Missing Scenes from Season Two - Cogenitor

By Alelou

Rating: PG-13

Genres: angst dark drama missing scene

Keywords: first contact

This story has been read by 667 people.
This story has been read 1204 times.

This story is number 22 in the series Missing Scenes from Season Two

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SPOILERS: “Cogenitor”

DISCLAIMER: Star Trek belongs to CBS/Paramount.  “Cogenitor” was written by Rick Berman and Brannon Braga.

AUTHOR’S NOTE: I really didn’t see any good way to insert a Trip and T’Pol scene into this episode, either, so I tacked one on at the end, instead.   Thank you as always, reviewers and beta jT.

T’Pol hovered over her panel in the bridge.  The captain had called her in her quarters and asked her to come to the Bridge and wait there until he called her into his ready room; they had matters to discuss.   

Not long after, Tucker exited the ready room and passed by her on his way to the turbolift.  He looked ill, even dazed, and did not so much as glance in her direction – or anyone else’s – before disappearing into the turbo lift.  The gamma shift crew exchanged glances.

Why had the captain felt the need to further discipline Tucker now, so late at night?   He had already been put on report in anticipation of further disciplinary action.  

Rather than waiting for Archer’s call she went over and buzzed the ready room door.

It took a little longer than usual for the captain to say his customary “Come in.”  When she entered, he was staring out the window, something she’d learned to associate with strong emotions on his part.  He didn’t turn around as he announced, “The cogenitor is dead.  She – it – committed suicide.  Captain Drennick called to tell me.”

“That is most regrettable,” T’Pol said.  That certainly explained the sickly pallor of Tucker’s face.  He would be experiencing grief, and presumably guilt as well. 

Archer might be feeling responsible too, having turned down its request for asylum.   “You made the right decision,” she assured him, once again, for it was true.  Relations with the Vissians would have been permanently damaged, and while Humans could make beguiling company – Commander Tucker, in particular, could be a congenial companion – how happy would the creature have been in the long term, exiled so far from its own kind, or anything even remotely analogous to its own kind?  This was perhaps especially true if it had an impulsive, depressive personality to begin with, as seemed likely.

“Obviously I’ve let things get out of hand,” Archer said.  “I can’t believe Trip took it into his head to do something like that.  Apparently, we need some sort of…” He threw up his hands and began to pace.  “I don’t know.  A training program.  A set of procedures.  More specific guidelines to follow than we already have when interacting with other cultures.  Trip had the nerve to tell me this was something I would do!  I don’t understand how he could even begin to think that.”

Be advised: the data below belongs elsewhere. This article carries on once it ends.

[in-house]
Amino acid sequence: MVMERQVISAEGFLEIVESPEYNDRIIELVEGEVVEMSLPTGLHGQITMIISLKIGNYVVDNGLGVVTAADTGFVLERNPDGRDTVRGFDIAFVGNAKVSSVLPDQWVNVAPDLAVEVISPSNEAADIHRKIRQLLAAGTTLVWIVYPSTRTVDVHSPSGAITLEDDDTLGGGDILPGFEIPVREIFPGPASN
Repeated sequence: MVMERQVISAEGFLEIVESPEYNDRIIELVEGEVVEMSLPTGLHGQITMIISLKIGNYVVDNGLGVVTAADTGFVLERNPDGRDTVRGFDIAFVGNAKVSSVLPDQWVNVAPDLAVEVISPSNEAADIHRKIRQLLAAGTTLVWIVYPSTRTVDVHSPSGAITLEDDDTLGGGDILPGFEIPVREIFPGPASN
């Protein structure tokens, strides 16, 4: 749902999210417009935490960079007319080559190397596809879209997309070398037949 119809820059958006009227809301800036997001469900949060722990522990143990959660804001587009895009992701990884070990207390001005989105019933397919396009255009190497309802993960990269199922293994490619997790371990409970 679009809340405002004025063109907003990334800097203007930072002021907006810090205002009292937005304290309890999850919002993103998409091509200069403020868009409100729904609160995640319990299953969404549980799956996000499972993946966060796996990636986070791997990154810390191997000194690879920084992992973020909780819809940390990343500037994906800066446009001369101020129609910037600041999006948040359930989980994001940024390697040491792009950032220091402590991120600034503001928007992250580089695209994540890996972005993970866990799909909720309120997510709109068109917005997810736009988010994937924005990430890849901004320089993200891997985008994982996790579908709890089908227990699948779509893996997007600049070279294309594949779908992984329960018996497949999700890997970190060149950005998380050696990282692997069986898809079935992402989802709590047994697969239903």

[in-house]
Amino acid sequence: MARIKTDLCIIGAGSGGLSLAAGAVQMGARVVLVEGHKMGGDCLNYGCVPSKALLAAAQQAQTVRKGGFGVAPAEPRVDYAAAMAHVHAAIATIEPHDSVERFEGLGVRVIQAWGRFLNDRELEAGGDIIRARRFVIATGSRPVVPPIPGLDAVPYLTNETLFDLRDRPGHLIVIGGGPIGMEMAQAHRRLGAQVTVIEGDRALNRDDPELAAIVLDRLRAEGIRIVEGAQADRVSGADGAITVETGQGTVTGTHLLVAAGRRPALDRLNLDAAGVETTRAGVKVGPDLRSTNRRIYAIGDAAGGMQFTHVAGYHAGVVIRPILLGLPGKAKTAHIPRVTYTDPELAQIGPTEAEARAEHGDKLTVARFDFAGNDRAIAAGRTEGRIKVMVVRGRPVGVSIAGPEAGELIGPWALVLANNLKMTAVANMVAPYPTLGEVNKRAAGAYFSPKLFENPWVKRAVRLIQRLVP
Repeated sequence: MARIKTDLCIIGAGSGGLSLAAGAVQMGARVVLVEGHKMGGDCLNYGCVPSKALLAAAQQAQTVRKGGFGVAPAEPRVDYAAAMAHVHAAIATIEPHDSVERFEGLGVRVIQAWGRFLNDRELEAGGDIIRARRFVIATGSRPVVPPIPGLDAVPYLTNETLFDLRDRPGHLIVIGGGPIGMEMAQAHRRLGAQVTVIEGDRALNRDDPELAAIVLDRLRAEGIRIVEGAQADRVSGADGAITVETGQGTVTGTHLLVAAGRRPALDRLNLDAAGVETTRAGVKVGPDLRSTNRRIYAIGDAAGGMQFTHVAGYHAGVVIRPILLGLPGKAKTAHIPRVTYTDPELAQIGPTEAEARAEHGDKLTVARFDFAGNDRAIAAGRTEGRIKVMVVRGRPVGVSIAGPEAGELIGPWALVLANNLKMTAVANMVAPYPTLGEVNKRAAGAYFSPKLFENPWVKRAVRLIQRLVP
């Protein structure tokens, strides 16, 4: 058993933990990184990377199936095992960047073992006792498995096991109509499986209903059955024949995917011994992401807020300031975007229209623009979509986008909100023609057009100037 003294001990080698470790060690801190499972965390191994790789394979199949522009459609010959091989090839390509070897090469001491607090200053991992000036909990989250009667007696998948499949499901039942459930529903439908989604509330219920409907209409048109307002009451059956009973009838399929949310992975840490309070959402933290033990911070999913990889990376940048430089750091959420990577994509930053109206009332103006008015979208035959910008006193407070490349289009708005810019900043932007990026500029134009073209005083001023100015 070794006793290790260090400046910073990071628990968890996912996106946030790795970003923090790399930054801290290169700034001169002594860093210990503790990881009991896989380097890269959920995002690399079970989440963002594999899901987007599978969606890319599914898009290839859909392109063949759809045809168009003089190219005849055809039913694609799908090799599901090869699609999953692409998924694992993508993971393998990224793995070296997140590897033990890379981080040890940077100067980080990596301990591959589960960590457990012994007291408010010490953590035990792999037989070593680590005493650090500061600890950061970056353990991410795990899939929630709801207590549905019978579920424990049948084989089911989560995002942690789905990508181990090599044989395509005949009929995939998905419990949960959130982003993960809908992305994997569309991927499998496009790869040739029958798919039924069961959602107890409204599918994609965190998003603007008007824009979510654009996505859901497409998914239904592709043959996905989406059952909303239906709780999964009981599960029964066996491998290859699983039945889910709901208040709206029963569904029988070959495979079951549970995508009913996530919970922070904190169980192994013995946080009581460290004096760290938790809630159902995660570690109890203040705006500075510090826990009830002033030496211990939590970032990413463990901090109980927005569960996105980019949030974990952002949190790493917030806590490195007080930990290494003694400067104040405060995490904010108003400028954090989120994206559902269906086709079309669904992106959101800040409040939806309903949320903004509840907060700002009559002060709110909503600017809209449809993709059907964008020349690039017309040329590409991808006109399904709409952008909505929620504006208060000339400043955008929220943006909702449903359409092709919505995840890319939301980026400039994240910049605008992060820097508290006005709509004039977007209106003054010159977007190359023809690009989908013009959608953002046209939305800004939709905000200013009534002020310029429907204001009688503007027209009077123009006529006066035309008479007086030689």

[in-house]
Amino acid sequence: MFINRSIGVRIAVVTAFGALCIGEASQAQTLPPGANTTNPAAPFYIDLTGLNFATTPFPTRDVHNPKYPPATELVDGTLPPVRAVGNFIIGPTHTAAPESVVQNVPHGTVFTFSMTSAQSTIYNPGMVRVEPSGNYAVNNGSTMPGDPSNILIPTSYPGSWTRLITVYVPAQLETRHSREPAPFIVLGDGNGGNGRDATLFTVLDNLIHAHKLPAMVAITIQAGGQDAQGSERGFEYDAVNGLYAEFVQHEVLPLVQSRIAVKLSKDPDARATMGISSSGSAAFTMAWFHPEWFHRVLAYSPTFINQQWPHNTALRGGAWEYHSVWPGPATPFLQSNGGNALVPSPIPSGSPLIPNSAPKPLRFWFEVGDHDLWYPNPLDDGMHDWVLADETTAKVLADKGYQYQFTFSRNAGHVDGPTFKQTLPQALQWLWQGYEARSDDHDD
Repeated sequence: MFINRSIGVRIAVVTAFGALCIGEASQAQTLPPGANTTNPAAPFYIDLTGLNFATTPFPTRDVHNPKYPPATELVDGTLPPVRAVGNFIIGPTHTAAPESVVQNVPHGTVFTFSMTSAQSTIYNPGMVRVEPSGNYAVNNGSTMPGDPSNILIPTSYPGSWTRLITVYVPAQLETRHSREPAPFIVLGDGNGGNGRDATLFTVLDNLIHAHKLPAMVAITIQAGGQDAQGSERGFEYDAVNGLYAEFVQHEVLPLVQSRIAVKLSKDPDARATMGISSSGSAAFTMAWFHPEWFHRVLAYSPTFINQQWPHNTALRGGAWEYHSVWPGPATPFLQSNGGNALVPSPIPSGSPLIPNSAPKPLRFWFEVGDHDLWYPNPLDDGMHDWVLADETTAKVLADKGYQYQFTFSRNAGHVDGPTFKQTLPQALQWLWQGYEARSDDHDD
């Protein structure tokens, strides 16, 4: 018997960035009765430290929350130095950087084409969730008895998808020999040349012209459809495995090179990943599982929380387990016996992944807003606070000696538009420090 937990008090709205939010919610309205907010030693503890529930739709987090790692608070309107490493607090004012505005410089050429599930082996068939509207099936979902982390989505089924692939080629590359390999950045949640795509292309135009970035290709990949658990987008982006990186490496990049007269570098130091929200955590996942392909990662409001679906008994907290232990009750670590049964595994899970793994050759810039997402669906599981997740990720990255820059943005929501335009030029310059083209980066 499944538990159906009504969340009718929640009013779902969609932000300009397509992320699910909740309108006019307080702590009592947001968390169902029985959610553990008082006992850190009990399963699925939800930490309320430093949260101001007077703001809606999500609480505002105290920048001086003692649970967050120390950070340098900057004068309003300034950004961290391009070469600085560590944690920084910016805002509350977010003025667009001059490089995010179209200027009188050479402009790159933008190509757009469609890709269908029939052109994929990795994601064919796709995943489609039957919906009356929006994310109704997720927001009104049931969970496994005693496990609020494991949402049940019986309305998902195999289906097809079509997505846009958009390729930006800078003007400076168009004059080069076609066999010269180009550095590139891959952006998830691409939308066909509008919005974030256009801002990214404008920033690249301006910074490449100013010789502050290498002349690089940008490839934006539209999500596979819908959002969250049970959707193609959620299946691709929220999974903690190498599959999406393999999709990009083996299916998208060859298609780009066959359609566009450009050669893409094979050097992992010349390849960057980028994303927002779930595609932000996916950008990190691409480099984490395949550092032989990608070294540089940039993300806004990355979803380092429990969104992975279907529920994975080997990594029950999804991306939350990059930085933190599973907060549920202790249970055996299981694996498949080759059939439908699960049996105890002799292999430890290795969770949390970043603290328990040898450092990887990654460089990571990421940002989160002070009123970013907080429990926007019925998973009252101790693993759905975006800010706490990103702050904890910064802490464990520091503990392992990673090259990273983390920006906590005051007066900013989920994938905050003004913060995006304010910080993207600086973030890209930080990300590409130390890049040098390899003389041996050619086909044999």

Did he truly have no idea?  “Perhaps he saw how you helped the Suliban escape their prison camp, and the Deuterium miners defeat the Klingons, and judged that you considered interference justified in some situations.  Indeed, you recently congratulated him on his willingness to stay and risk death with the Arkonian pilot.  I believe you said that it might have demonstrated to the Arkonians  ‘what Humanity is all about’. “

“Those situations weren’t the same at all!” Archer said impatiently.  “We weren’t helping a single individual rebel against his – her – its – entire society there.” 

“True.  There were approximately sixty individuals involved in each of the first two situations.” 

He gave her a dark look.  “So you do think this is my fault.”

“Assigning fault strikes me as fairly unhelpful in this situation.  However, I agree that setting up some more detailed policies and procedures and related training would be quite useful.”

Archer sat down.  “I want to be able to just trust my people to do the right thing.  Especially Trip.  I don’t understand how he could run so far off the rails, especially after you warned him.”

She had been wondering that herself, but she had a working theory.  “I believe the commander often feels a compulsion to reach out to individuals he sees as alienated or marginalized in some way.”  Indeed, this probably explained the commander’s early friendliness towards her.  

Archer stared at her, clearly thinking it through, before his face cleared.  “You know, I think you’re right.  He’s always been the one to go gather up the lost sheep.  I think half his staff worships him just because of that.  He would recognize that someone had a real genius for something, even though they might be a little rough around the edges, and then he’d recruit them onto his staff and teach them how to play well with others.”  He sat down in his chair.  “Hell, that might explain a couple of his ex-girlfriends, too.”